Is Canada Back? Delivering on Good Intentions will be held at Carleton University
Is Canada Back? Delivering on Good Intentions
The Canadian Council for International Cooperation (CCIC) Annual Conference
in partnership with the Canadian Association for the Study of International Development (CASID)
hosted by Carleton University
After winning the Canadian federal election in 2015, Prime Minister Justin Trudeau proclaimed that ‘Canada is back’ – a message to citizens and the international community alike that Canada has regained its “compassionate and constructive voice”. The Liberal party began to roll out short- and long-term policy priorities that included an interest in addressing climate change, a commitment to human rights-based approaches, tackling gender inequality and empowering women and girls, adopting the Truth and Reconciliation calls to action, supporting youth movements, expressing interest in progressive trade, and a pledge to adopt the sustainable development goals (SDGs) domestically and abroad.
The government ambitiously penned a number of promising policies and developed initiatives to address their new priorities, including signing the Paris Climate Treaty in 2015, publicly embracing the calls to action of the Truth and Reconciliation Commission of Canada (TRC), launching Canada’s Feminist International Assistance Policy in June 2017, establishing a Canadian Development Finance Institution (DFI), creating a Canadian ombudsperson for responsible enterprise (CORE) in January 2018, and committing to integrated approaches championed by the Agenda 2030 and the Sustainable Development Goals (SDGs). The Canadian international development sector and its allies cautiously welcomed this shifting landscape. In many instances, the sector (civil society organizations, academics, etc.) has been consulted in the lead-up to policy formation.
Yet as we approach the final year of this government’s four-year mandate, a common criticism is the lack of concrete action to accompany the government’s perceived good policy intentions. Canada’s budget for Official Development Assistance (ODA) remains the lowest of any Canadian government in the past five decades, and the government has been slow to effectively translate the feminist and human rights-based approaches that underpin many of their new policies into practice and measurable results. Meanwhile, despite extensive consultations and lengthy policy design processes, the international development sector has yet to comprehensively implement national and global development frameworks within its work. While fulfilling both Agenda 2030 and the Feminist International Assistance Policy will require integrated action across a full range of global challenges and opportunities, questions linger around the coherence of Canada’s development, diplomatic and trade agendas. In order to prove that Canada is not just back, but taking a leading role in moving the international community forward, the government and civil society must demonstrate their collective resolve to move beyond good intentions. Successful implementation will require concrete actions that respond to the ambitious policies in ways that effectively involve diverse stakeholders, including Canadian and international civil society organizations.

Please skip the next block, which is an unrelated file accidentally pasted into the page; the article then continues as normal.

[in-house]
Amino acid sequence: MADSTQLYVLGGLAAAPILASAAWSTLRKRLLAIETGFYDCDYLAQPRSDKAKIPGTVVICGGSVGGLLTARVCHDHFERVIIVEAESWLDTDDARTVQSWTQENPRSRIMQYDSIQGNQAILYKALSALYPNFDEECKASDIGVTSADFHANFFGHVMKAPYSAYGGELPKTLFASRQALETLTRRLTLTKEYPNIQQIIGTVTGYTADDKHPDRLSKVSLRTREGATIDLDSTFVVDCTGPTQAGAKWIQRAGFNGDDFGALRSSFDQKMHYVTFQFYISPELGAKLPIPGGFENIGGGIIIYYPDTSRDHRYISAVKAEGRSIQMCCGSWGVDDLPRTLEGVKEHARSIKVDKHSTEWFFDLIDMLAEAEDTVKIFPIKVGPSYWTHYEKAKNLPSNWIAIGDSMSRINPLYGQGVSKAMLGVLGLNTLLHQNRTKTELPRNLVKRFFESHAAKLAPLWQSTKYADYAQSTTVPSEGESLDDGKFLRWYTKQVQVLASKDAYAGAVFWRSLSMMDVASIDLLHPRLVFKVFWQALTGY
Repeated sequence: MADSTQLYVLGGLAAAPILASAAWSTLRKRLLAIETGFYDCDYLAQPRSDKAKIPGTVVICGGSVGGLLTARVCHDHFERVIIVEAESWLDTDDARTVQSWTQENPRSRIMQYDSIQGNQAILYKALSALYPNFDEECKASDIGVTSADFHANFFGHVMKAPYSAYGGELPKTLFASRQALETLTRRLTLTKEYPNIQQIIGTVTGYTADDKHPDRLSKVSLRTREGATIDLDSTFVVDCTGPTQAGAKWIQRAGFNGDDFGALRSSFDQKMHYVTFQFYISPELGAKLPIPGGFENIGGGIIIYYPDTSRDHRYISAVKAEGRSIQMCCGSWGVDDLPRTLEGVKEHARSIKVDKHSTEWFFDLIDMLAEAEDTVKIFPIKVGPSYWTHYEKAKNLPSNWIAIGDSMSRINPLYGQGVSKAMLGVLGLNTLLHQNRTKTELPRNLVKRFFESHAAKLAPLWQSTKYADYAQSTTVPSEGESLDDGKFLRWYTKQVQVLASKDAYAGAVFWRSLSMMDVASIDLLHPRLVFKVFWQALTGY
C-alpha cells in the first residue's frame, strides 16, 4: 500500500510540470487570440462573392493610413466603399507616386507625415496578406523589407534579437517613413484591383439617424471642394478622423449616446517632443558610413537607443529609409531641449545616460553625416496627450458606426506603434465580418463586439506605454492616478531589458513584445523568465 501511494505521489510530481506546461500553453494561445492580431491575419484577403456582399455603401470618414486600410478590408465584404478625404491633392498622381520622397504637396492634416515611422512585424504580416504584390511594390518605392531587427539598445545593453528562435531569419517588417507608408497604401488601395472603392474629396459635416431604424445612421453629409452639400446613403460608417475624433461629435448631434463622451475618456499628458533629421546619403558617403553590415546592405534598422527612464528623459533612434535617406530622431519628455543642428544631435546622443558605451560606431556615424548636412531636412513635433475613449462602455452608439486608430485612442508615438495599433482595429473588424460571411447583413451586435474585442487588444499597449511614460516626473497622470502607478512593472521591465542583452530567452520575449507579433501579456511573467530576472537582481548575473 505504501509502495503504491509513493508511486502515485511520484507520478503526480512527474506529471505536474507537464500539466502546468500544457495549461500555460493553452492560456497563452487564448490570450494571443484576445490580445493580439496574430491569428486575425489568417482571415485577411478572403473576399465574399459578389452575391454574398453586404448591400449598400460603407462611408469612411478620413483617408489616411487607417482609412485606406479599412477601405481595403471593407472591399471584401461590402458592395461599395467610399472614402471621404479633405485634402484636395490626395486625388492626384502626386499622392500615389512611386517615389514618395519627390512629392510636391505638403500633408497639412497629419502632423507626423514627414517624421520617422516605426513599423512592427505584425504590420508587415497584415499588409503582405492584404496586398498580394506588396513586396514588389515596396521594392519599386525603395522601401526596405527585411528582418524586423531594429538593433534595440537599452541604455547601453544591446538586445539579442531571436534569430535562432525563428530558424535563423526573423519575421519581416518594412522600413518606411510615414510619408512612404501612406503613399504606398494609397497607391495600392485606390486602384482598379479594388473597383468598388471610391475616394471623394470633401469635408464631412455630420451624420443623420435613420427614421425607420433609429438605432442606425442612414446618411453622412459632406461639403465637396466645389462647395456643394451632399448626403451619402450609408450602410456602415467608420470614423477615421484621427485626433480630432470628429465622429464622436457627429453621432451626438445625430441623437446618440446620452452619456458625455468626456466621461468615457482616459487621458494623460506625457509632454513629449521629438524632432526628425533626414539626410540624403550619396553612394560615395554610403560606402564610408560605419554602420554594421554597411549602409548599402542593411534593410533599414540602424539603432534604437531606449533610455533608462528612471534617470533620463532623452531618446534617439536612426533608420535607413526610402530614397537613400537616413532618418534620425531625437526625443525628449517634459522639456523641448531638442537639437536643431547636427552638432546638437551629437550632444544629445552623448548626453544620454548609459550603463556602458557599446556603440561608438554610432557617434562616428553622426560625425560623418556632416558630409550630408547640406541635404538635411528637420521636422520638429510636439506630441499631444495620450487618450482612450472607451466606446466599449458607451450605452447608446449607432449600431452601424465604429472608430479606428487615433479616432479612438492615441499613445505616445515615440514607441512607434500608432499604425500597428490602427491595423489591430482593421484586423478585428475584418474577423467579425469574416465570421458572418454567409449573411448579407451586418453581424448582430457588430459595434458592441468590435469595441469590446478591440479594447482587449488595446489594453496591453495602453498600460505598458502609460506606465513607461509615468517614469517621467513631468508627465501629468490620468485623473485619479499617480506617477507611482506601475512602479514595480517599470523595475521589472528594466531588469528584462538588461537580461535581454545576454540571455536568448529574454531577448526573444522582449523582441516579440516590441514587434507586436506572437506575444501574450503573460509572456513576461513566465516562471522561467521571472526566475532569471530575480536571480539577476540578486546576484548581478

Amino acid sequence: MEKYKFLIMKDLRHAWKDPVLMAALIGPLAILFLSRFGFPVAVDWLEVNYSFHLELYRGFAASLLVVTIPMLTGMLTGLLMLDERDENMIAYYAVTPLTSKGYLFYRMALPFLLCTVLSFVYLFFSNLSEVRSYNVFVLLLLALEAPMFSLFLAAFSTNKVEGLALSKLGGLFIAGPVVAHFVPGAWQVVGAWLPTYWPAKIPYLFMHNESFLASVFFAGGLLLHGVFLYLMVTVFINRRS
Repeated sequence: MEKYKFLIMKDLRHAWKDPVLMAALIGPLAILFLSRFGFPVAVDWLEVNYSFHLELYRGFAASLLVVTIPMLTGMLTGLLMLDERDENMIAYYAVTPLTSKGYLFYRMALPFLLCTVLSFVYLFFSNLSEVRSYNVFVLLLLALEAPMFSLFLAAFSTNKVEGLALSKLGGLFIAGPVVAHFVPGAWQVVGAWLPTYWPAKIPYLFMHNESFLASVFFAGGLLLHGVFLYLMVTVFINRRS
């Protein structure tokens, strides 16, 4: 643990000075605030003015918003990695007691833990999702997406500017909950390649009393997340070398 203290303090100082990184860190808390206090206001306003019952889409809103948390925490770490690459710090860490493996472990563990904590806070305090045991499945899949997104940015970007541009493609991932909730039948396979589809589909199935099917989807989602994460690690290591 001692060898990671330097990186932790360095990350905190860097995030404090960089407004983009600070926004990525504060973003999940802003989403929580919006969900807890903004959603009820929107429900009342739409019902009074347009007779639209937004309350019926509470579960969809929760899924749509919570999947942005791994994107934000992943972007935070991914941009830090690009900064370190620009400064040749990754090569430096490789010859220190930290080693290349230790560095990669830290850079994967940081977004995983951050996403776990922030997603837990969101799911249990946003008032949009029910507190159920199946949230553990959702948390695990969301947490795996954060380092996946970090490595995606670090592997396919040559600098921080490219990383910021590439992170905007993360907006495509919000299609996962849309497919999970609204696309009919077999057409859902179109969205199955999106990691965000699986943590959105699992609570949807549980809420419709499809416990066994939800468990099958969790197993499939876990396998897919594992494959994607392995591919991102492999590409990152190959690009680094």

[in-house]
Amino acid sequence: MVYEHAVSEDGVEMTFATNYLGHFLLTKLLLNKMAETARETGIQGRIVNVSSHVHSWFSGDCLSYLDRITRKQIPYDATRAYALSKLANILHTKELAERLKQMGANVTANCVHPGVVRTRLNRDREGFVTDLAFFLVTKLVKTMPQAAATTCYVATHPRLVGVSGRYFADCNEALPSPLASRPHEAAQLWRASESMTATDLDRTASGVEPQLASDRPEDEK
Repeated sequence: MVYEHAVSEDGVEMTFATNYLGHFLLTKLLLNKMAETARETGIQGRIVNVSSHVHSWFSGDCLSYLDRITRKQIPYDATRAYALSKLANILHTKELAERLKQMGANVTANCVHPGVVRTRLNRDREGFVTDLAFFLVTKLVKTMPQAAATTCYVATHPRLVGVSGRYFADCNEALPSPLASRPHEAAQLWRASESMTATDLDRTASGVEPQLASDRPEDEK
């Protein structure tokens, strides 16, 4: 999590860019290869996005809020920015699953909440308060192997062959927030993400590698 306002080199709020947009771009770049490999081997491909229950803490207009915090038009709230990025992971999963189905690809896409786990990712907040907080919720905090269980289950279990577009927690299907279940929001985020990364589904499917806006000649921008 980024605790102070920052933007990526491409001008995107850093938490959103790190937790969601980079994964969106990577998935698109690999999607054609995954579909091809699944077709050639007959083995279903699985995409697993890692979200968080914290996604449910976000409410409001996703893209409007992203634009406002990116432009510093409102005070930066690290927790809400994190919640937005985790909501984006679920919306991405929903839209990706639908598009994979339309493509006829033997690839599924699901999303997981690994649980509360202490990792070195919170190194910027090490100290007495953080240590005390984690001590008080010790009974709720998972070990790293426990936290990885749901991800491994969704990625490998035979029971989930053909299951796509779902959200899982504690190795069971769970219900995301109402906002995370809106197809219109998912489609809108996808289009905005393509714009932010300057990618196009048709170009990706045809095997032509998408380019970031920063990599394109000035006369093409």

Is Canada Back? Delivering on Good Intentions.
This year’s CCIC conference is organized in partnership with CASID and hosted at Carleton University. The two-day event will welcome approximately 250 stakeholders from international development and humanitarian civil society organizations (CSOs), academics and researchers, key government officials, and policy makers.
Objective: Shared Learnings and Action Toward Change.
The goal of this year’s conference is to engage our audience, participants, and presenters to share learnings, actions, and practices with the potential for change. Our thought-provoking plenary sessions and interactive workshops, led by international and national keynote speakers, will challenge the international development sector to consider new and innovative strategies, learnings, and opportunities in the context of our current policy environment. Participants will be invited to share, explore, and generate ground-breaking practices that will enhance the sector’s capacity to leverage promising policies and intentions into progressive and transformative change. In accordance with the partnership between CCIC and CASID, the conference will be enhanced by a commitment to explore modalities of collaboration between scholars, scholar/practitioners, and development practitioners.
For further information, please visit http://ottawa.carpediem.cd/events/7305471-ccic-2018-annual-conference-conf-rence-annuelle-du-ccci-2018-at-carleton-university-official/